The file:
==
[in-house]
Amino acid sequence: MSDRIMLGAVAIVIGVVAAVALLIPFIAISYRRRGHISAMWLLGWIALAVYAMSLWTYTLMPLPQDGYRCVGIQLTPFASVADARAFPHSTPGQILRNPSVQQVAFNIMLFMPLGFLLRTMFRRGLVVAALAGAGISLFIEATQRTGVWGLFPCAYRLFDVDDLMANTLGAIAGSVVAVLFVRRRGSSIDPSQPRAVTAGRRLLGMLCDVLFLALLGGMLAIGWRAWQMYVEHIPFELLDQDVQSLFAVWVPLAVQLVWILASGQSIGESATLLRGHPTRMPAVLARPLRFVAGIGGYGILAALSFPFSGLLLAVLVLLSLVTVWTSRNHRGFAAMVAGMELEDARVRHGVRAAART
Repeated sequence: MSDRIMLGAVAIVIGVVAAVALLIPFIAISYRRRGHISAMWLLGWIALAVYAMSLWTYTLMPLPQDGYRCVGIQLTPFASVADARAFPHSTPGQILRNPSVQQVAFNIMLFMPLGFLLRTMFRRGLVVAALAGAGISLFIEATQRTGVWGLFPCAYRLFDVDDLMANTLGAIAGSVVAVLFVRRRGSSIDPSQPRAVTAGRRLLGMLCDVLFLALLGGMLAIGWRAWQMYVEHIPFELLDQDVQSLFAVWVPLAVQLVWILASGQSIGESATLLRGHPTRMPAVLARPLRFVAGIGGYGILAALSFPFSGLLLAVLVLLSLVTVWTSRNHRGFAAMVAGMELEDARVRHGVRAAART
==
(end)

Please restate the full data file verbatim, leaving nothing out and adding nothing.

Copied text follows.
[in-house]
Amino acid sequence: MSDRIMLGAVAIVIGVVAAVALLIPFIAISYRRRGHISAMWLLGWIALAVYAMSLWTYTLMPLPQDGYRCVGIQLTPFASVADARAFPHSTPGQILRNPSVQQVAFNIMLFMPLGFLLRTMFRRGLVVAALAGAGISLFIEATQRTGVWGLFPCAYRLFDVDDLMANTLGAIAGSVVAVLFVRRRGSSIDPSQPRAVTAGRRLLGMLCDVLFLALLGGMLAIGWRAWQMYVEHIPFELLDQDVQSLFAVWVPLAVQLVWILASGQSIGESATLLRGHPTRMPAVLARPLRFVAGIGGYGILAALSFPFSGLLLAVLVLLSLVTVWTSRNHRGFAAMVAGMELEDARVRHGVRAAART
Repeated sequence: MSDRIMLGAVAIVIGVVAAVALLIPFIAISYRRRGHISAMWLLGWIALAVYAMSLWTYTLMPLPQDGYRCVGIQLTPFASVADARAFPHSTPGQILRNPSVQQVAFNIMLFMPLGFLLRTMFRRGLVVAALAGAGISLFIEATQRTGVWGLFPCAYRLFDVDDLMANTLGAIAGSVVAVLFVRRRGSSIDPSQPRAVTAGRRLLGMLCDVLFLALLGGMLAIGWRAWQMYVEHIPFELLDQDVQSLFAVWVPLAVQLVWILASGQSIGESATLLRGHPTRMPAVLARPLRFVAGIGGYGILAALSFPFSGLLLAVLVLLSLVTVWTSRNHRGFAAMVAGMELEDARVRHGVRAAART